Payroll tax-shift? No.
EITC tax-shift? Yes.
Energy-efficiency? Hmm, tell me more.
These are the bottom lines on carbon "revenue treatment," as we read them, of Resources for the Future’s impressive new report, The Incidence of U.S. Climate Policy. Released late last week, the report concludes that distributing carbon permit or tax revenues equally among U.S. residents would be income-progressive, whereas using the revenues to reduce payroll or income taxes would widen the already yawning income gap between rich and poor.
These findings appear just as serious attention is beginning to be paid in carbon-pricing circles to the disposition of the enormous revenues that would be raised under either a hefty carbon tax or a stringent carbon cap-and-trade system. Tomorrow, Sept. 16, the Energy and Environmental Study Institute and Clean Air – Cool Planet are co-hosting a Capitol Hill briefing on Climate Change Legislation and Revenue Recycling, while on Thursday Sept. 18 the House Ways & Means Committee is convening a Hearing on Policy Options to Prevent Climate Change focusing on revenue treatment.
The RFF report evaluated the effects of a CO2 cap-and-trade program on households in each of 11 regions of the country and sorted into annual income deciles, i.e., 10 income-percentage groupings. (The light blue bars in the chart at right denote net costs for each decile from poorest to richest after the revenue-dividend "remedy," with downward-pointing bars indicating net gains; these incidence findings for cap-and-dividend should apply about equally for a carbon tax-and-dividend.) Using the Modified Suits Index, or MSI (a variant of the better-known Gini coefficient for measuring income inequality), the report calculates an MSI of plus 0.15 for the cap-and-dividend approach championed by social entrepreneur Peter Barnes. Since an MSI of zero indicates income-neutrality, while minus one and plus one denote perfect regressivity (all taxes fall on the poorest decile) and progressivity (only the wealthiest are taxed), respectively, the plus 0.15 rating indicates that cap-and-dividend would be moderately progressive. And indeed, the RFF analysis finds that cap-and-dividend would produce a significant gain in "consumer surplus" (overall utility) for households in the lowest income decile, but a loss for most higher-income families.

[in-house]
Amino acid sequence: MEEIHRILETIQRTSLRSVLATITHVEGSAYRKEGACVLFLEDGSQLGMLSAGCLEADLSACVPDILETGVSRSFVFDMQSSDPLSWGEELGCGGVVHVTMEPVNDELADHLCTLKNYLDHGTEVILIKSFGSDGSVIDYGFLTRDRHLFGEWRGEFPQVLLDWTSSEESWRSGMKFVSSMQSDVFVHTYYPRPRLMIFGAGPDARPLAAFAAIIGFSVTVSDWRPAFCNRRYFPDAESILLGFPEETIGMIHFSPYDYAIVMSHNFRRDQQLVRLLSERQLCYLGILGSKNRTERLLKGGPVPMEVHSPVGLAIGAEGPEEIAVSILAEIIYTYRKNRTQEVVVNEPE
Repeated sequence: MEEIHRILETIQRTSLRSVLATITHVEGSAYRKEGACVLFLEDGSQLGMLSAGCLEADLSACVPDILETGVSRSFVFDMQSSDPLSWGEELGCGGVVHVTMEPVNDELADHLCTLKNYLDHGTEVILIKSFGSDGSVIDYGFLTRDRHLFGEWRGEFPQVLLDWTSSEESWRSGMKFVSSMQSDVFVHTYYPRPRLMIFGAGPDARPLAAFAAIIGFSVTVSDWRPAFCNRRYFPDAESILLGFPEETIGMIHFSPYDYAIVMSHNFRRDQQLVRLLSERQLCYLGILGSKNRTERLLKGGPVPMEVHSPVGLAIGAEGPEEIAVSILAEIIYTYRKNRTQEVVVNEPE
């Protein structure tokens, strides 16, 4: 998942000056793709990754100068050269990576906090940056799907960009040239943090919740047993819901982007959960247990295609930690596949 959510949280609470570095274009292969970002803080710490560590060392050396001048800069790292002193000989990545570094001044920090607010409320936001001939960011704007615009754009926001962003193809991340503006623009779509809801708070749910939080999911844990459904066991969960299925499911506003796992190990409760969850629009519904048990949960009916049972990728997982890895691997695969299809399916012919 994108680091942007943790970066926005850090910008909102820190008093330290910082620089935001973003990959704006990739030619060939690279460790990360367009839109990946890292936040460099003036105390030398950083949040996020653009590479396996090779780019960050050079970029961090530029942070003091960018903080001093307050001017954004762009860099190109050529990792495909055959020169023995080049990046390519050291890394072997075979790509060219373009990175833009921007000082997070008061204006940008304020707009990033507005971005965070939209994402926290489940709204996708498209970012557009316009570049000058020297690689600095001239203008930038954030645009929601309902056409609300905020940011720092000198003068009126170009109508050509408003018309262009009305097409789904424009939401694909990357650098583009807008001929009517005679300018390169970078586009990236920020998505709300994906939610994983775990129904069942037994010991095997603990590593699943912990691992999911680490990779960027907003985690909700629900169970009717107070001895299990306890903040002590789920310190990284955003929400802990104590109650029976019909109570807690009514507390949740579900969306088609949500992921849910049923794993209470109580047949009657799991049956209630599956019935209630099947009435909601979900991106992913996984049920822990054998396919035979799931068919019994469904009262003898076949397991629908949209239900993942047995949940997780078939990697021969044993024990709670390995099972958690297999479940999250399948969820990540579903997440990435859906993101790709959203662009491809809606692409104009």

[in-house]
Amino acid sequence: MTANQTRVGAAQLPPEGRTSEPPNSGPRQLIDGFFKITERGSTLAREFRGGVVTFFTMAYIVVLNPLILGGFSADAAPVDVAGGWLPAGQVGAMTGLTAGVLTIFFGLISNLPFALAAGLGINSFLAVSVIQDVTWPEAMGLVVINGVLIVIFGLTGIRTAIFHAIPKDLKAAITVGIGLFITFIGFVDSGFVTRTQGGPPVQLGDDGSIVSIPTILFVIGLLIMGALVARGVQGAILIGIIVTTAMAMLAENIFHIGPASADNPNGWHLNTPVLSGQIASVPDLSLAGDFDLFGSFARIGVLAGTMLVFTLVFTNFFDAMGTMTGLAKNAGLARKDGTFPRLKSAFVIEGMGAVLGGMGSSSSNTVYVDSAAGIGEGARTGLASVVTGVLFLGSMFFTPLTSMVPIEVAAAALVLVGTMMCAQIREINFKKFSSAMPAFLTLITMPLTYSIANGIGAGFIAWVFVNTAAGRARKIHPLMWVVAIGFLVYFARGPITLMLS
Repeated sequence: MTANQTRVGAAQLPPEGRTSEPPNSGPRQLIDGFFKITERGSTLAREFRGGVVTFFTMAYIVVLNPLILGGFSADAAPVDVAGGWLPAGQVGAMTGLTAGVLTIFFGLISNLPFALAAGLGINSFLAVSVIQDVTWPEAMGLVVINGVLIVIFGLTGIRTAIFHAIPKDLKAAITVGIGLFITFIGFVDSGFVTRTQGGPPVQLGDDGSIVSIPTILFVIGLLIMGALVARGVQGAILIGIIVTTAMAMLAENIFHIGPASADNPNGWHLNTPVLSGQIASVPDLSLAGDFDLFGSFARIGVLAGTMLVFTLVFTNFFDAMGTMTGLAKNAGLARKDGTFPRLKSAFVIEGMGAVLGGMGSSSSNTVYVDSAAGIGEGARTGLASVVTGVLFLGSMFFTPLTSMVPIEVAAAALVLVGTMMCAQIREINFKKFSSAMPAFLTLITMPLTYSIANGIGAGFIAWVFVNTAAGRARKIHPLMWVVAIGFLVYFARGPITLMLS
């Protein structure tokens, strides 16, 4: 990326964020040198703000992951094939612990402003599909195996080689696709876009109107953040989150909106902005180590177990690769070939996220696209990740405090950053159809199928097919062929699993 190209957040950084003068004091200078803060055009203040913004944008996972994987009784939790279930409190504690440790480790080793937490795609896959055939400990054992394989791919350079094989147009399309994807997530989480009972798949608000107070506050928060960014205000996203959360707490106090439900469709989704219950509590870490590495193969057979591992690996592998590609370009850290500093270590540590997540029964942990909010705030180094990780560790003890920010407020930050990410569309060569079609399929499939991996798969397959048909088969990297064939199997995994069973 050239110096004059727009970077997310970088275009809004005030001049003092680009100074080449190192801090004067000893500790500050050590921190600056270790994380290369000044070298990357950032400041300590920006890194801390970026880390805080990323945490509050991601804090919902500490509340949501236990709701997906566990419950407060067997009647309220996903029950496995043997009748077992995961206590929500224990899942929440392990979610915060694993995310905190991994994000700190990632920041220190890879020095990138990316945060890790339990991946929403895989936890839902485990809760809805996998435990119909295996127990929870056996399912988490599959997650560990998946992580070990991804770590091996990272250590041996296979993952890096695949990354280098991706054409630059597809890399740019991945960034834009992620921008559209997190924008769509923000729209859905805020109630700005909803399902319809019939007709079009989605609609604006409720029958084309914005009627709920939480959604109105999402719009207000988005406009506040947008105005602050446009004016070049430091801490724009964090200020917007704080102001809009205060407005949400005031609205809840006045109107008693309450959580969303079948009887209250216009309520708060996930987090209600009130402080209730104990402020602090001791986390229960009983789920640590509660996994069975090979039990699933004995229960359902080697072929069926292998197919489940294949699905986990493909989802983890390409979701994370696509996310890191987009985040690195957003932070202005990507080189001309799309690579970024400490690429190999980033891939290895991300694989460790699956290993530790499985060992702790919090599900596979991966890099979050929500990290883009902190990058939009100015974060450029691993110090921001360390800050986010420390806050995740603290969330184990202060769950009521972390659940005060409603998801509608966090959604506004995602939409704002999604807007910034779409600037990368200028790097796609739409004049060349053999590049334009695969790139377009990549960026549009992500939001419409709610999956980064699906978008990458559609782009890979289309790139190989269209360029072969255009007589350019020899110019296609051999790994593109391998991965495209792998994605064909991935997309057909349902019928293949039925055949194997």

Conversely, a cap-and-trade with much of the revenue applied to reducing payroll taxes, as long urged by Al Gore, has an expected Modified Suits Index of minus 0.33, indicating considerable income-regressivity. Indeed, that figure is more extreme than the minus 0.18 value estimated for cap-and-trade before considering revenue uses, strongly suggesting that applying carbon revenues to reduce payroll taxes is a non-starter so far as protecting poor families is concerned. Using carbon revenues to increase the Earned Income Tax Credit is progressive, however, with an expected MSI of plus 0.23.
Intriguingly, RFF holds out high hopes for investing carbon revenues in energy-efficiency programs. According to the report, investing in "EE" would yield around the same "progressive" outcome (an MSI of plus 0.16) as cap-and-dividend, but with larger emissions reductions. Though the authors note that "There are important institutional challenges to achieving gains from end-use efficiency investments," they add that "our modeling suggests that if these challenges can be overcome such a policy might have important distributional benefits."
The RFF geographical analysis is also encouraging, generally finding lesser interregional differences than are often supposed — largely because regions with high carbon consumption in one sector, such as driving, tend to have offsetting lower carbon usage in other sectors like home heating.
We encourage visitors to this Web site to comment with their own observations on the RFF report and the issues it addresses.
Image courtesy of Resources for the Future.